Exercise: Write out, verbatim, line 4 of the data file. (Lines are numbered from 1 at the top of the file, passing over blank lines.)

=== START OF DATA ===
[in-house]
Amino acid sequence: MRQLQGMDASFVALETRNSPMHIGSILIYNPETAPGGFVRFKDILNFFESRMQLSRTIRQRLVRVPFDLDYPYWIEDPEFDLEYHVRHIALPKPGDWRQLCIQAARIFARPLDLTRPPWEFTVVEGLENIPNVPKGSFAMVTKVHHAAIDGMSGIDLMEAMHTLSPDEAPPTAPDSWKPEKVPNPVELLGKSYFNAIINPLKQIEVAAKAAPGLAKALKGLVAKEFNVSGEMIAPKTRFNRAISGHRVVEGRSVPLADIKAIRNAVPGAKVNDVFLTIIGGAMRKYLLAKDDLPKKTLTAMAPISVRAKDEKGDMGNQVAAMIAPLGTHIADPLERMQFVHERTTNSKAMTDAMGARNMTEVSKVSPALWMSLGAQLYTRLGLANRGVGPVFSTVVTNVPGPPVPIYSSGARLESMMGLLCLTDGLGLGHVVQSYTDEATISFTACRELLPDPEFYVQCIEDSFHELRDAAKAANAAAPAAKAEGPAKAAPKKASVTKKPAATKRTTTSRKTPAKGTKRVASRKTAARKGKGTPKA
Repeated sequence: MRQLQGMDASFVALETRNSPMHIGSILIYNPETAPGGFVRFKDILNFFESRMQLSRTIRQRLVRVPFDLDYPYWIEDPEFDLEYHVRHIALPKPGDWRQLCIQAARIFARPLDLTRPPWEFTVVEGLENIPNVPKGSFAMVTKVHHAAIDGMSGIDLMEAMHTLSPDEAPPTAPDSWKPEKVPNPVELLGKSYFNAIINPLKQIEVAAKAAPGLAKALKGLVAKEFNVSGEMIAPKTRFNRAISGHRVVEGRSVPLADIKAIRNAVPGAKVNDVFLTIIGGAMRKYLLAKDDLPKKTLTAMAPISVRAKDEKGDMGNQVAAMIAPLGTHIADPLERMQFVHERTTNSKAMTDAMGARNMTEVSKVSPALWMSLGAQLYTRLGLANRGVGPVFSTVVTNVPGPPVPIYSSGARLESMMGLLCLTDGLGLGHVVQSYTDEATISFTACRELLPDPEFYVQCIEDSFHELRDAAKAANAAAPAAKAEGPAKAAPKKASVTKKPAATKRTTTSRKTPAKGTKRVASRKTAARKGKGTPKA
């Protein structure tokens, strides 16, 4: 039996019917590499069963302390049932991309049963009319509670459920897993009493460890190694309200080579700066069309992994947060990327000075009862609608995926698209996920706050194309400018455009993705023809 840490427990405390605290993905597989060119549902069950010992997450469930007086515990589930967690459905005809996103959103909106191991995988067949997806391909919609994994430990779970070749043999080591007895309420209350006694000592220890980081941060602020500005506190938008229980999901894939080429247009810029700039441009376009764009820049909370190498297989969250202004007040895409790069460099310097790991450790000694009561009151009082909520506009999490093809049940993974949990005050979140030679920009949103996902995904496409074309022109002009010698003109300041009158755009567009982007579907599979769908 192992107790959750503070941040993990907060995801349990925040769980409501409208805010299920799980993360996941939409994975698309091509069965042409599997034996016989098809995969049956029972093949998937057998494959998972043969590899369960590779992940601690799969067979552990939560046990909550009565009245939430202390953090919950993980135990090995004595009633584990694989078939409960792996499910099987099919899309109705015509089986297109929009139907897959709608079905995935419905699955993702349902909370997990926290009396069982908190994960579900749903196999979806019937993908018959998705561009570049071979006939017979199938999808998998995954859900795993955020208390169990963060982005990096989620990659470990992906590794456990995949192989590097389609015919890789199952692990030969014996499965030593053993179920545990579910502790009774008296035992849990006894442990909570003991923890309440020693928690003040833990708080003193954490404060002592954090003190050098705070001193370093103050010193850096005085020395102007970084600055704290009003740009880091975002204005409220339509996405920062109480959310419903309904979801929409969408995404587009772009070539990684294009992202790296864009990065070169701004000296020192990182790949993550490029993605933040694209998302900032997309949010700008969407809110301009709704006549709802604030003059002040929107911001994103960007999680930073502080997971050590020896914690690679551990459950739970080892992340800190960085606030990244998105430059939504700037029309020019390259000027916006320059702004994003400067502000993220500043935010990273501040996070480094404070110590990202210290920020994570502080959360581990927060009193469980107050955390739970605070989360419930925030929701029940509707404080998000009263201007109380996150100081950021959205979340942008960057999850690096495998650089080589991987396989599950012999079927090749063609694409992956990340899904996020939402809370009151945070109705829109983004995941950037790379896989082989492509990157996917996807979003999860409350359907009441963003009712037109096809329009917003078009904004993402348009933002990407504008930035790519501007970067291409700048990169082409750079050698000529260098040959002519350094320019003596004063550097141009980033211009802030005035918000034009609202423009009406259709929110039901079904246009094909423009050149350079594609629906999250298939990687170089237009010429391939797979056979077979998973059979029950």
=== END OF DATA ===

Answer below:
């Protein structure tokens, strides 16, 4: 039996019917590499069963302390049932991309049963009319509670459920897993009493460890190694309200080579700066069309992994947060990327000075009862609608995926698209996920706050194309400018455009993705023809 840490427990405390605290993905597989060119549902069950010992997450469930007086515990589930967690459905005809996103959103909106191991995988067949997806391909919609994994430990779970070749043999080591007895309420209350006694000592220890980081941060602020500005506190938008229980999901894939080429247009810029700039441009376009764009820049909370190498297989969250202004007040895409790069460099310097790991450790000694009561009151009082909520506009999490093809049940993974949990005050979140030679920009949103996902995904496409074309022109002009010698003109300041009158755009567009982007579907599979769908 192992107790959750503070941040993990907060995801349990925040769980409501409208805010299920799980993360996941939409994975698309091509069965042409599997034996016989098809995969049956029972093949998937057998494959998972043969590899369960590779992940601690799969067979552990939560046990909550009565009245939430202390953090919950993980135990090995004595009633584990694989078939409960792996499910099987099919899309109705015509089986297109929009139907897959709608079905995935419905699955993702349902909370997990926290009396069982908190994960579900749903196999979806019937993908018959998705561009570049071979006939017979199938999808998998995954859900795993955020208390169990963060982005990096989620990659470990992906590794456990995949192989590097389609015919890789199952692990030969014996499965030593053993179920545990579910502790009774008296035992849990006894442990909570003991923890309440020693928690003040833990708080003193954490404060002592954090003190050098705070001193370093103050010193850096005085020395102007970084600055704290009003740009880091975002204005409220339509996405920062109480959310419903309904979801929409969408995404587009772009070539990684294009992202790296864009990065070169701004000296020192990182790949993550490029993605933040694209998302900032997309949010700008969407809110301009709704006549709802604030003059002040929107911001994103960007999680930073502080997971050590020896914690690679551990459950739970080892992340800190960085606030990244998105430059939504700037029309020019390259000027916006320059702004994003400067502000993220500043935010990273501040996070480094404070110590990202210290920020994570502080959360581990927060009193469980107050955390739970605070989360419930925030929701029940509707404080998000009263201007109380996150100081950021959205979340942008960057999850690096495998650089080589991987396989599950012999079927090749063609694409992956990340899904996020939402809370009151945070109705829109983004995941950037790379896989082989492509990157996917996807979003999860409350359907009441963003009712037109096809329009917003078009904004993402348009933002990407504008930035790519501007970067291409700048990169082409750079050698000529260098040959002519350094320019003596004063550097141009980033211009802030005035918000034009609202423009009406259709929110039901079904246009094909423009050149350079594609629906999250298939990687170089237009010429391939797979056979077979998973059979029950």